The Rudston Monolith stands proud in the yard of the local church. A truly massive and awe-inspiring feature it stands 26 feet above ground with a lot more below. The monolith from the road gives the impression that it is much smaller, indeed my companion said to me at the time that it only looked the same size as the stones of Callanish. As soon as you get close though, it really does hit you. It is gargantuan, enormous, huge, this is something else, a lone monolith standing proud. How many odds must it have defied to stay standing in a place which has clearly been Christianised. I would wager that the only reason it did survive is because of its size. Indeed at one point in its history a cross had been placed upon its top. Not there any more I hasten to add! Now its crown is adorned by a metal helmet to help prevent erosion.

I had heard a rumour that the site was formally surrounded by a stone circle. I do not feel that this is folly! Of all the places that a stone circle should have stood this is surely it although there are no real remains of it left. The outer wall church yard is made up of red brick so no clues there. No sarsens remain in the walls to tell us their story. But the fact that a church has been built slap bang next to a clear Neolithic structure should be clue enough. Also part of the boundary walls look as though they could have once been circular. If that isn't enough there are earthworks in the grounds of the churchyard which go round in a circular motion. Maybe I'm reading too much into things but its all very coincidental. Plus it also appears that the church and the churchyard have been built on a mound with clear earthworks visible - further signs?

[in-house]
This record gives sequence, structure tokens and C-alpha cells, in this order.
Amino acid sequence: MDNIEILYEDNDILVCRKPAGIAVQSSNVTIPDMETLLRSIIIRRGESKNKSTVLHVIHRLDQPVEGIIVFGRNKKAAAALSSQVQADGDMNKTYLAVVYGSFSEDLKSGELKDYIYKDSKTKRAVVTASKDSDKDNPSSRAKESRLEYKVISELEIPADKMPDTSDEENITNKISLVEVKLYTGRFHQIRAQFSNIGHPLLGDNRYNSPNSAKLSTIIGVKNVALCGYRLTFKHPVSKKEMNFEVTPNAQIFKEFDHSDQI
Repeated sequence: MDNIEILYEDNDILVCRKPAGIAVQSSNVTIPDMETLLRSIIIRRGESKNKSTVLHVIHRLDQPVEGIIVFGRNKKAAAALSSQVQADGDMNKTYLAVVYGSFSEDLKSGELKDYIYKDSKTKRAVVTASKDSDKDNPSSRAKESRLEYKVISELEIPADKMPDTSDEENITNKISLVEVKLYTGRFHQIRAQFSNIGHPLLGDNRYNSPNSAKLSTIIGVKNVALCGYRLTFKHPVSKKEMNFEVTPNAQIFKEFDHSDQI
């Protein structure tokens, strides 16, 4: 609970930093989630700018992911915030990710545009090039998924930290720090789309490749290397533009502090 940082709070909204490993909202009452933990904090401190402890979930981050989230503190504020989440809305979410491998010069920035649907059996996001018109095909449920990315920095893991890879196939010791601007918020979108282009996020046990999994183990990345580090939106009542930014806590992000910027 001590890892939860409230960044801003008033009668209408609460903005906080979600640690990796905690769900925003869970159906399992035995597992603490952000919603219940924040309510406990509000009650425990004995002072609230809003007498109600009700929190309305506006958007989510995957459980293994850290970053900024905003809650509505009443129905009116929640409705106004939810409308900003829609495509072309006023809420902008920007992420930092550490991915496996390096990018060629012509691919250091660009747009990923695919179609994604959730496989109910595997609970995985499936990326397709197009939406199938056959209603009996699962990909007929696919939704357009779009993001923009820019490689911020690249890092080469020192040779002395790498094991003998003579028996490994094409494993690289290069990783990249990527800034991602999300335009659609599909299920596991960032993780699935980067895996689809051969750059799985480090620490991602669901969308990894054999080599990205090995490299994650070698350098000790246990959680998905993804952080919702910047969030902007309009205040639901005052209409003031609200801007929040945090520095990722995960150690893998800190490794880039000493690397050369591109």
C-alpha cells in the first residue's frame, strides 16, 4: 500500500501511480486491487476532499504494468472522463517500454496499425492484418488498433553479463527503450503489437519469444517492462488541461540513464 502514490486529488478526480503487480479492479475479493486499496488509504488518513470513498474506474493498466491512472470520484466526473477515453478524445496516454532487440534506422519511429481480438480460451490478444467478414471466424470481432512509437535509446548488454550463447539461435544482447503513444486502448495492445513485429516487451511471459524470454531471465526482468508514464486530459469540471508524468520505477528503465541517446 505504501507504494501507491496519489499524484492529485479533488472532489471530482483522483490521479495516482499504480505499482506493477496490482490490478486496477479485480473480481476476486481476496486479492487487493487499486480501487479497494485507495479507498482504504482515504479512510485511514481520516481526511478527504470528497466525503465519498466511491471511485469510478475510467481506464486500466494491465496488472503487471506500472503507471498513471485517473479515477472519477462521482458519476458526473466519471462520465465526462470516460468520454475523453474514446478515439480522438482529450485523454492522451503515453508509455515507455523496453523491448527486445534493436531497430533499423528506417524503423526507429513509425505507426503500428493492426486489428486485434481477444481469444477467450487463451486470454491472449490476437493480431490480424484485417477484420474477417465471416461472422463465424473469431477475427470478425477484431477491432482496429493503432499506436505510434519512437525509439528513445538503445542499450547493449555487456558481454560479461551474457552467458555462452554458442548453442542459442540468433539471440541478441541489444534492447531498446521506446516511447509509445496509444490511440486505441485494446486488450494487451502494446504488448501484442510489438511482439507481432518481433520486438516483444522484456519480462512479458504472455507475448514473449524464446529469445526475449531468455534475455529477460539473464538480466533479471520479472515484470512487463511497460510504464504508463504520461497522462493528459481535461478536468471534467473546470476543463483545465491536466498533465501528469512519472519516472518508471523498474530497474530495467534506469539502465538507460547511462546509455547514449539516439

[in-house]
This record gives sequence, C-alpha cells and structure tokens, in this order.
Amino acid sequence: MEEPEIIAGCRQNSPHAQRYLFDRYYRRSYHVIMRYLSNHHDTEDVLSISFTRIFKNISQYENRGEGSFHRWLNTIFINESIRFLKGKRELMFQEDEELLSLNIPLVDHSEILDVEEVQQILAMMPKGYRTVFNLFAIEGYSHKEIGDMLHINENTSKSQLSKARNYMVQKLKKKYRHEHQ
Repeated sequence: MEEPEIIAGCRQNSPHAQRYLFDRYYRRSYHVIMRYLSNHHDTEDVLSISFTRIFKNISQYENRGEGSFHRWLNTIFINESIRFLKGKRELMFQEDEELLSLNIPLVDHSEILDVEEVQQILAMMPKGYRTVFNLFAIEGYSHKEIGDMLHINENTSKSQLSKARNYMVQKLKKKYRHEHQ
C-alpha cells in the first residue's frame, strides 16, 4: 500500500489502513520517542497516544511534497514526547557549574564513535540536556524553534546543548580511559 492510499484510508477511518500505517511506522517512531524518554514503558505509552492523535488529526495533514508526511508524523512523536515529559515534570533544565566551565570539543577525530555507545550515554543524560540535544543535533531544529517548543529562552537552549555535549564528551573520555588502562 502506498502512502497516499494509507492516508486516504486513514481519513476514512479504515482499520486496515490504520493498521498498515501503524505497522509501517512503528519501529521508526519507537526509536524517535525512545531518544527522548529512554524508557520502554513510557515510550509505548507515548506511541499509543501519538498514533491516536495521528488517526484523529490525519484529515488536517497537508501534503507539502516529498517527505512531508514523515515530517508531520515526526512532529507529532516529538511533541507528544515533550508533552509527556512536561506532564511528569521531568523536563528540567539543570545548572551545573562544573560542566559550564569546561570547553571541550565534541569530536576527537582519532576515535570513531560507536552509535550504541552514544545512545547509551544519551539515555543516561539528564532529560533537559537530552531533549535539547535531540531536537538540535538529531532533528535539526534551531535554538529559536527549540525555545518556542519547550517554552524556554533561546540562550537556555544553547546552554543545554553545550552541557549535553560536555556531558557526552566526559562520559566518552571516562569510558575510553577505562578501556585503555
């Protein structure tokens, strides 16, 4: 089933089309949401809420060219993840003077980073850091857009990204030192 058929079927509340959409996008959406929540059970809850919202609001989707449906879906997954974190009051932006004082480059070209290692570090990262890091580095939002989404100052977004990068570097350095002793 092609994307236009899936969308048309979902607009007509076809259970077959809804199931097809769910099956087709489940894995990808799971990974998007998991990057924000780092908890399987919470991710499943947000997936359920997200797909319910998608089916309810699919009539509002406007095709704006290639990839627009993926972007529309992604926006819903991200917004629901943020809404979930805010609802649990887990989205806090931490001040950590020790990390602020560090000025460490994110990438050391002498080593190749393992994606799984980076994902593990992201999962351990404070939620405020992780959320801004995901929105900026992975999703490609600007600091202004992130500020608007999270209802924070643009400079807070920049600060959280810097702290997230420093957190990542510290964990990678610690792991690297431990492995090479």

notjamesbond Posted by notjamesbond
10th June 2004ce

How this survived in a churchyard, God only knows. Woooo! I challenge anyone not to be impressed by this monster though it is made to look silly with its little metal helmet. I lay on the ground and looked up from its base watching the clouds scudding past. I was intrigued by its juxtaposition with the gravestones and its proximity to the church itself.

In the corner of the graveyard, under a tree lies a couple of broken standing stones one of which has the most amazing bright white lichen on one side only. Seek this out, it's fab. Next to this is a gorgeous, open stone-lined coffin. Loads to see here!